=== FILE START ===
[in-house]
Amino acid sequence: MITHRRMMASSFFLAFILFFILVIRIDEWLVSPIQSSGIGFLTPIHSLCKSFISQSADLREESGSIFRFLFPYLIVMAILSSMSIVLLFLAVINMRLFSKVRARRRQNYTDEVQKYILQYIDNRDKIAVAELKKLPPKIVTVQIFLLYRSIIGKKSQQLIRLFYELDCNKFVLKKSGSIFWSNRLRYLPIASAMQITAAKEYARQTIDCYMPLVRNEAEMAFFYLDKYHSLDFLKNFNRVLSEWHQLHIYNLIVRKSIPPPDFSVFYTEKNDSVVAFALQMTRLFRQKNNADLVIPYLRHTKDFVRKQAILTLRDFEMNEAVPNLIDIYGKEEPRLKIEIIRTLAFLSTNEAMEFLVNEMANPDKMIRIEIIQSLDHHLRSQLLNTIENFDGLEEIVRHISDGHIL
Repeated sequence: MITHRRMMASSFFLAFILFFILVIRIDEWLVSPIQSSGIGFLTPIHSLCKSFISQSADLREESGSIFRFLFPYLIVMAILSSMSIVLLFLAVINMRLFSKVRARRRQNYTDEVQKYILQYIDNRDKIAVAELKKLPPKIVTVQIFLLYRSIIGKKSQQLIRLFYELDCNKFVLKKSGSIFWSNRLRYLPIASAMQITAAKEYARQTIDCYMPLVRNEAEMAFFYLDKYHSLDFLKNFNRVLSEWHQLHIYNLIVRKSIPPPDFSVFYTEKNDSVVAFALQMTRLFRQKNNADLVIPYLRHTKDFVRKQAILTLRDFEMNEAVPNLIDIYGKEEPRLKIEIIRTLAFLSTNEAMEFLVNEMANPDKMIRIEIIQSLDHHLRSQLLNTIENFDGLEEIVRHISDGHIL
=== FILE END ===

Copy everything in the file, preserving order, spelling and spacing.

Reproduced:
[in-house]
Amino acid sequence: MITHRRMMASSFFLAFILFFILVIRIDEWLVSPIQSSGIGFLTPIHSLCKSFISQSADLREESGSIFRFLFPYLIVMAILSSMSIVLLFLAVINMRLFSKVRARRRQNYTDEVQKYILQYIDNRDKIAVAELKKLPPKIVTVQIFLLYRSIIGKKSQQLIRLFYELDCNKFVLKKSGSIFWSNRLRYLPIASAMQITAAKEYARQTIDCYMPLVRNEAEMAFFYLDKYHSLDFLKNFNRVLSEWHQLHIYNLIVRKSIPPPDFSVFYTEKNDSVVAFALQMTRLFRQKNNADLVIPYLRHTKDFVRKQAILTLRDFEMNEAVPNLIDIYGKEEPRLKIEIIRTLAFLSTNEAMEFLVNEMANPDKMIRIEIIQSLDHHLRSQLLNTIENFDGLEEIVRHISDGHIL
Repeated sequence: MITHRRMMASSFFLAFILFFILVIRIDEWLVSPIQSSGIGFLTPIHSLCKSFISQSADLREESGSIFRFLFPYLIVMAILSSMSIVLLFLAVINMRLFSKVRARRRQNYTDEVQKYILQYIDNRDKIAVAELKKLPPKIVTVQIFLLYRSIIGKKSQQLIRLFYELDCNKFVLKKSGSIFWSNRLRYLPIASAMQITAAKEYARQTIDCYMPLVRNEAEMAFFYLDKYHSLDFLKNFNRVLSEWHQLHIYNLIVRKSIPPPDFSVFYTEKNDSVVAFALQMTRLFRQKNNADLVIPYLRHTKDFVRKQAILTLRDFEMNEAVPNLIDIYGKEEPRLKIEIIRTLAFLSTNEAMEFLVNEMANPDKMIRIEIIQSLDHHLRSQLLNTIENFDGLEEIVRHISDGHIL